This unpublished paper was first written in February 1996 and has since been revised several times and is now updated for web presentation.

Note: The Project Management Institute, USA, has adopted the acronyms "PMI", "PMBOK", "PMP" as their registered marks.
Published here June 2003.

PART 1 | Project Manager's Job | The Customer | What Does the Customer Do?
Corrective Action | Structure Considerations | PART 3

The Project Manager's Job

In Part 1 I provided a background to this topic, described what projects are, and are not, and discussed the project life span. Next I want to define the job of project management.

The most dramatic and elegant presentation I have seen to date was published by Max Wideman around 1990. He displayed what he called the Project Tetrad as shown in Figure 6.

Figure 6: The Project Management Tetrad Trade-Off
Figure 6: The Project Management Tetrad Trade-Off

You can certainly argue whether the terminology and positioning used for the external regions, i.e. between the corners but outside the tetrad are conceptually correct for your project - perhaps even for any project. Nonetheless, I feel the presentation has a compelling and stark simplicity that, in a clear and ringing style, makes the key point:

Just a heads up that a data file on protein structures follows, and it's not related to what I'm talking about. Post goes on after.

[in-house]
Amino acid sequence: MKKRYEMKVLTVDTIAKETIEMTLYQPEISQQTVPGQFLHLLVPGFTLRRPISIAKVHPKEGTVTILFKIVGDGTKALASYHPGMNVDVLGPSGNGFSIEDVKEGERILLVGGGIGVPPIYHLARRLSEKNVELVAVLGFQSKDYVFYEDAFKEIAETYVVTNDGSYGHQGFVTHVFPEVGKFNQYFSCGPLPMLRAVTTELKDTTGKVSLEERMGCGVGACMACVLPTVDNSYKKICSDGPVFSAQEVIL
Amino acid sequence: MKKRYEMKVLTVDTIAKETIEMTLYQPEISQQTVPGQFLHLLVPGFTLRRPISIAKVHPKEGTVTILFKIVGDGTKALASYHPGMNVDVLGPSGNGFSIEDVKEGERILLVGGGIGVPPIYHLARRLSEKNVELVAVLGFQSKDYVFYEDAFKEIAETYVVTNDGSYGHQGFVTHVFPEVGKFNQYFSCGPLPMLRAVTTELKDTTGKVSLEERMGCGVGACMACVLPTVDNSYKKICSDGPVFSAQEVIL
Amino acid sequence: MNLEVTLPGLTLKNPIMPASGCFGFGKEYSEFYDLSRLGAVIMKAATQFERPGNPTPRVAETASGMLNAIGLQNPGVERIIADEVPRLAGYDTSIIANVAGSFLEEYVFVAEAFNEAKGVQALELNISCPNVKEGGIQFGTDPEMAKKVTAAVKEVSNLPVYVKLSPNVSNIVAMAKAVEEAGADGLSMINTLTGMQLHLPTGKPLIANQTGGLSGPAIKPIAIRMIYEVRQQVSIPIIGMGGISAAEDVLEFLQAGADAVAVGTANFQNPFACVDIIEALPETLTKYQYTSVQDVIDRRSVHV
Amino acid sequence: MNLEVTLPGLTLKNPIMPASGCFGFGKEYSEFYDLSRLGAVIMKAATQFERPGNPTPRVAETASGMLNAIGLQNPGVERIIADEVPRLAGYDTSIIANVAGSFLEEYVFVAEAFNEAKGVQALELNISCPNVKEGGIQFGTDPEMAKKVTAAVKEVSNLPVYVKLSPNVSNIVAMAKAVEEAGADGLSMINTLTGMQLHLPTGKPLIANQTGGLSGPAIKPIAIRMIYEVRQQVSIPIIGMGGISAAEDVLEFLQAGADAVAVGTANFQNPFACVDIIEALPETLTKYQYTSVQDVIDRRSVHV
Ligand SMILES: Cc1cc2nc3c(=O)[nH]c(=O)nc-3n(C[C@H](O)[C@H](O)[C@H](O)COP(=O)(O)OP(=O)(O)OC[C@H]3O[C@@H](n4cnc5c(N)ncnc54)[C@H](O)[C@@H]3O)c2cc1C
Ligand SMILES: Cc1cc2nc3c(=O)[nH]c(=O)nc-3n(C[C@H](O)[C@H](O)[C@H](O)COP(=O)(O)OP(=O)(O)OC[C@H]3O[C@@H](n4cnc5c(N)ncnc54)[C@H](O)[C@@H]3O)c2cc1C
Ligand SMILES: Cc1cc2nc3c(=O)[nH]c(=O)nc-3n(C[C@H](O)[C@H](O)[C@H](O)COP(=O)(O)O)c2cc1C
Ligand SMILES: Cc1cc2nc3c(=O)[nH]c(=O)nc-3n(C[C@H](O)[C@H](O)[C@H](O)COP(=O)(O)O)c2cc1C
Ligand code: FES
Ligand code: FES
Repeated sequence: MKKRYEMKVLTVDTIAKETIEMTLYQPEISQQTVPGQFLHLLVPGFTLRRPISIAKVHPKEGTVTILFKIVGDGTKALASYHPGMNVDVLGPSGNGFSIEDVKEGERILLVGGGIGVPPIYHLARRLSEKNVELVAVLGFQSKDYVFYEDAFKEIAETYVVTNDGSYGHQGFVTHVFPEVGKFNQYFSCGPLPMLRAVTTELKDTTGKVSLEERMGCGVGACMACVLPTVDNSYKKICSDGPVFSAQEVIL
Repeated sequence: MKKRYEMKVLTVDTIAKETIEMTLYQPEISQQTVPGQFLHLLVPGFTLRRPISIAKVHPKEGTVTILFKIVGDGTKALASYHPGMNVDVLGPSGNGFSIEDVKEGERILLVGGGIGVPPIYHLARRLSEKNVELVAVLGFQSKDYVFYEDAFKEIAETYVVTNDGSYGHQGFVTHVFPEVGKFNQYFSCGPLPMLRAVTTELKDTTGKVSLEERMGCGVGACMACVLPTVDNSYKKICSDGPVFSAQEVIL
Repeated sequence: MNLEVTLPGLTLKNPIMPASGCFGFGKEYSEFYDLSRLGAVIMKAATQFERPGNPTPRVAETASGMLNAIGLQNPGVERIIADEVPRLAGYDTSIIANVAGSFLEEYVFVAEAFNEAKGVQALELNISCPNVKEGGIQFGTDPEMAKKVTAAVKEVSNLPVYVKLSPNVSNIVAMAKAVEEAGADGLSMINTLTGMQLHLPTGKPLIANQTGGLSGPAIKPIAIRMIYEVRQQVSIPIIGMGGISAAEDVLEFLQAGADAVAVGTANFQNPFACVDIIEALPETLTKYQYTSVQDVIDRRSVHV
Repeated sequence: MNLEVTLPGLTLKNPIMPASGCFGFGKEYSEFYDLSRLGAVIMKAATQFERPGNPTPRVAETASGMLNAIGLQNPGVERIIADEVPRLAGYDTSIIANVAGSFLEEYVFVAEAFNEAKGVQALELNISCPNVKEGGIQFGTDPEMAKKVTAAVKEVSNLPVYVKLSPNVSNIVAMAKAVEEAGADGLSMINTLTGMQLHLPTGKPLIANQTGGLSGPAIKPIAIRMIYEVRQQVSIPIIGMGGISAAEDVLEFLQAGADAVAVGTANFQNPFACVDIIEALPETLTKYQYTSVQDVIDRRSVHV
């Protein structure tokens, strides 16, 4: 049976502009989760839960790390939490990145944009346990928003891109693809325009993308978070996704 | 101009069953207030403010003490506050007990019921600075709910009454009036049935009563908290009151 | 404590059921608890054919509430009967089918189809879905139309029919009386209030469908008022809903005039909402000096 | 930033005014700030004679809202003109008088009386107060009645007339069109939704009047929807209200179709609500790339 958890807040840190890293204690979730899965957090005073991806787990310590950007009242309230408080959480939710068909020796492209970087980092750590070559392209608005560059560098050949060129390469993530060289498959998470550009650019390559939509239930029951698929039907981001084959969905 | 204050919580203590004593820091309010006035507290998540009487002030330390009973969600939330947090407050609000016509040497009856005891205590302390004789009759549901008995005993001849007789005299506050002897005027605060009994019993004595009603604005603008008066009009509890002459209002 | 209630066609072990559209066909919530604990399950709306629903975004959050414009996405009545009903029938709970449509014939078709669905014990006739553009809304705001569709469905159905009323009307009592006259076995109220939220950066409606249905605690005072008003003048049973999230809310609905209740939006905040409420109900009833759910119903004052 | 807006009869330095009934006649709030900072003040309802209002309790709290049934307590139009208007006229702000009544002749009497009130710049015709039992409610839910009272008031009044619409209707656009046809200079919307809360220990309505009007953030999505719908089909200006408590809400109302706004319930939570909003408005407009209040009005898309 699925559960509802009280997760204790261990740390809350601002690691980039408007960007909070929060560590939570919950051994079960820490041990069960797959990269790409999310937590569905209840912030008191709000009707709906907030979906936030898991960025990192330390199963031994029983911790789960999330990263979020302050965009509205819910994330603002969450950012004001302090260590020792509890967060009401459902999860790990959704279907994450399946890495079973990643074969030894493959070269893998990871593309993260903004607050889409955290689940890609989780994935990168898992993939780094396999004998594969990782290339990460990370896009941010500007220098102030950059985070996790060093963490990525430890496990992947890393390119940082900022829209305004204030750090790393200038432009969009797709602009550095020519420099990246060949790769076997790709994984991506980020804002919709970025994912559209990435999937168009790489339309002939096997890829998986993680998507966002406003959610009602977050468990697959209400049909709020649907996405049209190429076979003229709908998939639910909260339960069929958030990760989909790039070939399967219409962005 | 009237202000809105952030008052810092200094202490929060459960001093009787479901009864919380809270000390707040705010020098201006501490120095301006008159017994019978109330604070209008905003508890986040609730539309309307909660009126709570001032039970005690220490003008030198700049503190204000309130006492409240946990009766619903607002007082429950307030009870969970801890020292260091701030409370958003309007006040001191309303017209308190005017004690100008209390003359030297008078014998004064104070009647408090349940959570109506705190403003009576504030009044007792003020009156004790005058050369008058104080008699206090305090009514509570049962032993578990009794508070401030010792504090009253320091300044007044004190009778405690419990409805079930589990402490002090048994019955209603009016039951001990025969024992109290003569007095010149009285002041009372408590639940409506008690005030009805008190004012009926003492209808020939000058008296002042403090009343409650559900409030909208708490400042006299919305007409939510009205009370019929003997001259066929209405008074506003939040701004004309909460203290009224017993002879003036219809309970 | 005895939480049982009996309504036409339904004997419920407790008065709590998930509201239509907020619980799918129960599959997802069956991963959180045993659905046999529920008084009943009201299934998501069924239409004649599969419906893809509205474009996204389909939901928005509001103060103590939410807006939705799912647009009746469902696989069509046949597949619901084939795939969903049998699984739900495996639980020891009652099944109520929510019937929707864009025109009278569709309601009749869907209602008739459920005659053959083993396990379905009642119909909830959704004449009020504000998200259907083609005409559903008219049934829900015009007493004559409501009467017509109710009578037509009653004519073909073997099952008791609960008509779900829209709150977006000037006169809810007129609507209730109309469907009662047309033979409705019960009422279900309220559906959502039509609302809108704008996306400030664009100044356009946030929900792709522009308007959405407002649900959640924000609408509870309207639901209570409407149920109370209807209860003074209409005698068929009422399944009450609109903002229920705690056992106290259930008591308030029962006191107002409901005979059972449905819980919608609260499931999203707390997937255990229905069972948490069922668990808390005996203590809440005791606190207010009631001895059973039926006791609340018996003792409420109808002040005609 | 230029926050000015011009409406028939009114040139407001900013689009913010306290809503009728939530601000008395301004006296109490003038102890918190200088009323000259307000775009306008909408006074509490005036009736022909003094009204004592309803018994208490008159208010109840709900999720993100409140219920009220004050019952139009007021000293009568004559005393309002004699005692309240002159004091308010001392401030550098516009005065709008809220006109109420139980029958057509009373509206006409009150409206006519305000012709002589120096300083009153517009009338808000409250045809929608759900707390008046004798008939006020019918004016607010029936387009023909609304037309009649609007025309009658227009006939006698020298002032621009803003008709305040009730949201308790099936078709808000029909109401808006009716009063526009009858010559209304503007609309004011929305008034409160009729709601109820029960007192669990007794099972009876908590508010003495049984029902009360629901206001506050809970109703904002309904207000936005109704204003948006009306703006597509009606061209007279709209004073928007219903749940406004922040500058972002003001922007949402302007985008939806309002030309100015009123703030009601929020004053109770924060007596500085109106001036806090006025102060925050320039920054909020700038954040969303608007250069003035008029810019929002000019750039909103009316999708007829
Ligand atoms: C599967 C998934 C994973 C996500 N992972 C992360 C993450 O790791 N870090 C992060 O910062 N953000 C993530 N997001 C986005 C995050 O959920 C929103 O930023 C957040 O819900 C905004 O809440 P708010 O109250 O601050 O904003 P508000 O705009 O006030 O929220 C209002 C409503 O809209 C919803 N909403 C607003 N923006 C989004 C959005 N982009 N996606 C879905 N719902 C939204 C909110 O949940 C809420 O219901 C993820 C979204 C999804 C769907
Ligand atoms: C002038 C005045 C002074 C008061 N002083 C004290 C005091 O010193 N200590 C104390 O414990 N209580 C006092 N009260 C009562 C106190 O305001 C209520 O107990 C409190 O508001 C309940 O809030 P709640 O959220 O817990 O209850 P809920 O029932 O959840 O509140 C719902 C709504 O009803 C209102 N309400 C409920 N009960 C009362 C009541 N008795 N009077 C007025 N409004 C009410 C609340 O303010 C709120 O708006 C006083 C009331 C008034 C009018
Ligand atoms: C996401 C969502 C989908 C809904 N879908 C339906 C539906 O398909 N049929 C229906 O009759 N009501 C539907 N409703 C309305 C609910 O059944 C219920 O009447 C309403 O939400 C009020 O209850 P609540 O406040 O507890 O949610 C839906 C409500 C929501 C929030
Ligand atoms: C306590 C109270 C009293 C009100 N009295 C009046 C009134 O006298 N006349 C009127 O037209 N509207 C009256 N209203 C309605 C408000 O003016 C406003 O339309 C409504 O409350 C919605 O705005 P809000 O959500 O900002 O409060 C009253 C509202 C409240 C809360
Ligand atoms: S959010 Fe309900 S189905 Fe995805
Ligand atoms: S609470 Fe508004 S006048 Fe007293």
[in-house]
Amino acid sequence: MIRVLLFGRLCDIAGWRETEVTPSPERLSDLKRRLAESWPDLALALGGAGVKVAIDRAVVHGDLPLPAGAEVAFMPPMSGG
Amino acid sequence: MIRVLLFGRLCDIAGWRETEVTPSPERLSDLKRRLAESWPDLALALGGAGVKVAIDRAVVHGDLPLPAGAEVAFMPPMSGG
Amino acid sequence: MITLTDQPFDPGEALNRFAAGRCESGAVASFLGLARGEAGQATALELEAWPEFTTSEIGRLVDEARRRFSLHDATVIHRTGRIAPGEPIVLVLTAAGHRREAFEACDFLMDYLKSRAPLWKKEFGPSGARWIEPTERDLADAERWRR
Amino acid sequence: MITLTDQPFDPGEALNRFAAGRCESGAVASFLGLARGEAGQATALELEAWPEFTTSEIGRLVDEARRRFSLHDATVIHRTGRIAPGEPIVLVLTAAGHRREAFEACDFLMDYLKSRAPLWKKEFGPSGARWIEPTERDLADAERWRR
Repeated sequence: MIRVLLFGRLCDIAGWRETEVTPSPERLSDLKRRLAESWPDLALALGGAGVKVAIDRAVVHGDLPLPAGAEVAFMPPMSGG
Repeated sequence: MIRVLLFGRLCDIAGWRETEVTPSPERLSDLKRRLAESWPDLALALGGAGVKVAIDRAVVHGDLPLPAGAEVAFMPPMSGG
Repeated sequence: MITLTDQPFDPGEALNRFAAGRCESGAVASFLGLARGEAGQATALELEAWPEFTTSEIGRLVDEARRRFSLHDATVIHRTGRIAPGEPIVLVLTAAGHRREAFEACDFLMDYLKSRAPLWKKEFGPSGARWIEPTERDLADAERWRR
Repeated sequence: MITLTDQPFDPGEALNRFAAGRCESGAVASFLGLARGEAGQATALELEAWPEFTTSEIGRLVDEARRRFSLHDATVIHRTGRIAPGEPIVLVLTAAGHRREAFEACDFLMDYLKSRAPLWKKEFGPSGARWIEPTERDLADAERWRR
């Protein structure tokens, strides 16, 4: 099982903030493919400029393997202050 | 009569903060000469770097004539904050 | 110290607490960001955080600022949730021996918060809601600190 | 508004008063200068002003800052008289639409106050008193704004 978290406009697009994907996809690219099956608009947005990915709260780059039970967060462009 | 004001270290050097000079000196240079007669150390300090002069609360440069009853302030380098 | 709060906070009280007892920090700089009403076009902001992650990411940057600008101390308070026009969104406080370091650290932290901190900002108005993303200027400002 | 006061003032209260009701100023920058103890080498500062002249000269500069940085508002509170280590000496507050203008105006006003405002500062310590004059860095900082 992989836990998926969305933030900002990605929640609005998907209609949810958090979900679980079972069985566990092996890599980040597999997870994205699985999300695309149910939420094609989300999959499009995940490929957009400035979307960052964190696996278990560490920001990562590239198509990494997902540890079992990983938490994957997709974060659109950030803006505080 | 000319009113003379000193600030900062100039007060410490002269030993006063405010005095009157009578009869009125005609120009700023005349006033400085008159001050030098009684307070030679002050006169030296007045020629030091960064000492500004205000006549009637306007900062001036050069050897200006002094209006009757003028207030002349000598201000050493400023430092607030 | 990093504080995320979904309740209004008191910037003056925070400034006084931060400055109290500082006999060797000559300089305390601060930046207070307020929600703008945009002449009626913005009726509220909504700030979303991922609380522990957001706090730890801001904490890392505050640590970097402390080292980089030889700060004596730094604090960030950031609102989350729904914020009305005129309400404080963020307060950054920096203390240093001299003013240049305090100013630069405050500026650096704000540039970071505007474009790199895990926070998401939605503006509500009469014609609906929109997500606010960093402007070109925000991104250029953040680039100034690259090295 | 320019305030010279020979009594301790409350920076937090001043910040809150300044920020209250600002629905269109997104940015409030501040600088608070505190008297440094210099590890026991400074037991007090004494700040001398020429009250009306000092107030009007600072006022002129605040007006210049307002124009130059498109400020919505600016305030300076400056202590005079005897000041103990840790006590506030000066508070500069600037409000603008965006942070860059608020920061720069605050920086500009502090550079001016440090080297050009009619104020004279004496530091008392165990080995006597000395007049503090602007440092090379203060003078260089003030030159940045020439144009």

It is the PM's job to properly position, and maintain the project within the "Scope-Quality-Time-Cost Tetrad" at a point, or series of points as the project develops a better defined scope, that results in a successful project and satisfied stakeholders.

It is worth noting that both the values assigned to the nodes of the tetrad and the position of the project within the tetrad are largely set by others, rather than those who are performing the project. That is, the project's "comfort circle" and other features are set by those external to project activities.


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